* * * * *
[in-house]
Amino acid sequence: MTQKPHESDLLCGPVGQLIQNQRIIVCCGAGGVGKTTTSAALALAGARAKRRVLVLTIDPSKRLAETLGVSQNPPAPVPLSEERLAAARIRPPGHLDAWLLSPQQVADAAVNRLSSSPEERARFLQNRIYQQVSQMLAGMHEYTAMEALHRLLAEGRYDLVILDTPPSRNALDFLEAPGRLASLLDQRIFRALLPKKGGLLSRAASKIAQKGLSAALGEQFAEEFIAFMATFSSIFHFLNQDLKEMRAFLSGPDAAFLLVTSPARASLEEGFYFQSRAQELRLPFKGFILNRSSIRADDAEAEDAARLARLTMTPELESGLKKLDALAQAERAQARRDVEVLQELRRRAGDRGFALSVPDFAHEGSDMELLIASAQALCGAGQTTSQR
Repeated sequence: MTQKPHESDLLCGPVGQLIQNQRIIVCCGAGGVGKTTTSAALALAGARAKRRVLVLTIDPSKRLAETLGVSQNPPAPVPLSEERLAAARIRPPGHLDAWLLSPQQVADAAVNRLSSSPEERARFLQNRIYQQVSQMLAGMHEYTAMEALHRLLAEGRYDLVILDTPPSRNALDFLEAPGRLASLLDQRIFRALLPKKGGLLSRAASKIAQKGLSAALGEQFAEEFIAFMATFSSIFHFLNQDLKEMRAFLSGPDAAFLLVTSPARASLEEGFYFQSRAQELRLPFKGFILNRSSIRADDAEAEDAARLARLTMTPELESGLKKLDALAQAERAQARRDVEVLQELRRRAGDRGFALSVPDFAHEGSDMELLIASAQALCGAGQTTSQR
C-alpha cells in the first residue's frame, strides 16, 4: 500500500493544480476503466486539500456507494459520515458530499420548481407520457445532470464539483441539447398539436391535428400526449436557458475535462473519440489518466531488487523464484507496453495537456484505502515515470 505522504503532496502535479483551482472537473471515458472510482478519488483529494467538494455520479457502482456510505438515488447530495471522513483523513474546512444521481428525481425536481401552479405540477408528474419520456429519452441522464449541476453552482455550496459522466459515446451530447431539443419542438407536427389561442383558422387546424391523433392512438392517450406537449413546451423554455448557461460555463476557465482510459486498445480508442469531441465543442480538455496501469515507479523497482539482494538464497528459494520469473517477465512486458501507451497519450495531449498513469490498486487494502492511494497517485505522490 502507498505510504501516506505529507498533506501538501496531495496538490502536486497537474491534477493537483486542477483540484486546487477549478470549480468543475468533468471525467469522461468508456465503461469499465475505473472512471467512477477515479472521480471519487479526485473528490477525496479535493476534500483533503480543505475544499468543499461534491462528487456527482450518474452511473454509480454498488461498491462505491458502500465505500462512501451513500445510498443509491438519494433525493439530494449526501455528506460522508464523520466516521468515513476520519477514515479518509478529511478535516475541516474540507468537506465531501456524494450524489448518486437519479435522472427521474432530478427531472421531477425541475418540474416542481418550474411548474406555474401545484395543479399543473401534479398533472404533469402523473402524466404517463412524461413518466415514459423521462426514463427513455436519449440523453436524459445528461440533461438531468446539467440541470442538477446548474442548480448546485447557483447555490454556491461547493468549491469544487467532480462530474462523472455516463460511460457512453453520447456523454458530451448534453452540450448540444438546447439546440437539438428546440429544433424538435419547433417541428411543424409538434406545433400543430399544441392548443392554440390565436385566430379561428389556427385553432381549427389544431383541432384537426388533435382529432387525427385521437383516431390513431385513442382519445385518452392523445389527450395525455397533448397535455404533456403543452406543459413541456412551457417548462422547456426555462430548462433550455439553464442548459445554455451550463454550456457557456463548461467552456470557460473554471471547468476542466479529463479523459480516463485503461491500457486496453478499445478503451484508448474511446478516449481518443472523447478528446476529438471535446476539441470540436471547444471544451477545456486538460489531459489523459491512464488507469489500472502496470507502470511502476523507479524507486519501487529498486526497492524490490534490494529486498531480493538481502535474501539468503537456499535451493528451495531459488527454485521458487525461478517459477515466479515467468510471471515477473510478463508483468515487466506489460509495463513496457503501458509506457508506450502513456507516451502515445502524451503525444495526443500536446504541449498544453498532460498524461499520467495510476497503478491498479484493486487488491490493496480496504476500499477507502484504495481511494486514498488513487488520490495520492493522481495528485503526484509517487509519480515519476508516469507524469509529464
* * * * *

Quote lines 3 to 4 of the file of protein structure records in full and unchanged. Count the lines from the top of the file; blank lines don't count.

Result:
Repeated sequence: MTQKPHESDLLCGPVGQLIQNQRIIVCCGAGGVGKTTTSAALALAGARAKRRVLVLTIDPSKRLAETLGVSQNPPAPVPLSEERLAAARIRPPGHLDAWLLSPQQVADAAVNRLSSSPEERARFLQNRIYQQVSQMLAGMHEYTAMEALHRLLAEGRYDLVILDTPPSRNALDFLEAPGRLASLLDQRIFRALLPKKGGLLSRAASKIAQKGLSAALGEQFAEEFIAFMATFSSIFHFLNQDLKEMRAFLSGPDAAFLLVTSPARASLEEGFYFQSRAQELRLPFKGFILNRSSIRADDAEAEDAARLARLTMTPELESGLKKLDALAQAERAQARRDVEVLQELRRRAGDRGFALSVPDFAHEGSDMELLIASAQALCGAGQTTSQR
C-alpha cells in the first residue's frame, strides 16, 4: 500500500493544480476503466486539500456507494459520515458530499420548481407520457445532470464539483441539447398539436391535428400526449436557458475535462473519440489518466531488487523464484507496453495537456484505502515515470 505522504503532496502535479483551482472537473471515458472510482478519488483529494467538494455520479457502482456510505438515488447530495471522513483523513474546512444521481428525481425536481401552479405540477408528474419520456429519452441522464449541476453552482455550496459522466459515446451530447431539443419542438407536427389561442383558422387546424391523433392512438392517450406537449413546451423554455448557461460555463476557465482510459486498445480508442469531441465543442480538455496501469515507479523497482539482494538464497528459494520469473517477465512486458501507451497519450495531449498513469490498486487494502492511494497517485505522490 502507498505510504501516506505529507498533506501538501496531495496538490502536486497537474491534477493537483486542477483540484486546487477549478470549480468543475468533468471525467469522461468508456465503461469499465475505473472512471467512477477515479472521480471519487479526485473528490477525496479535493476534500483533503480543505475544499468543499461534491462528487456527482450518474452511473454509480454498488461498491462505491458502500465505500462512501451513500445510498443509491438519494433525493439530494449526501455528506460522508464523520466516521468515513476520519477514515479518509478529511478535516475541516474540507468537506465531501456524494450524489448518486437519479435522472427521474432530478427531472421531477425541475418540474416542481418550474411548474406555474401545484395543479399543473401534479398533472404533469402523473402524466404517463412524461413518466415514459423521462426514463427513455436519449440523453436524459445528461440533461438531468446539467440541470442538477446548474442548480448546485447557483447555490454556491461547493468549491469544487467532480462530474462523472455516463460511460457512453453520447456523454458530451448534453452540450448540444438546447439546440437539438428546440429544433424538435419547433417541428411543424409538434406545433400543430399544441392548443392554440390565436385566430379561428389556427385553432381549427389544431383541432384537426388533435382529432387525427385521437383516431390513431385513442382519445385518452392523445389527450395525455397533448397535455404533456403543452406543459413541456412551457417548462422547456426555462430548462433550455439553464442548459445554455451550463454550456457557456463548461467552456470557460473554471471547468476542466479529463479523459480516463485503461491500457486496453478499445478503451484508448474511446478516449481518443472523447478528446476529438471535446476539441470540436471547444471544451477545456486538460489531459489523459491512464488507469489500472502496470507502470511502476523507479524507486519501487529498486526497492524490490534490494529486498531480493538481502535474501539468503537456499535451493528451495531459488527454485521458487525461478517459477515466479515467468510471471515477473510478463508483468515487466506489460509495463513496457503501458509506457508506450502513456507516451502515445502524451503525444495526443500536446504541449498544453498532460498524461499520467495510476497503478491498479484493486487488491490493496480496504476500499477507502484504495481511494486514498488513487488520490495520492493522481495528485503526484509517487509519480515519476508516469507524469509529464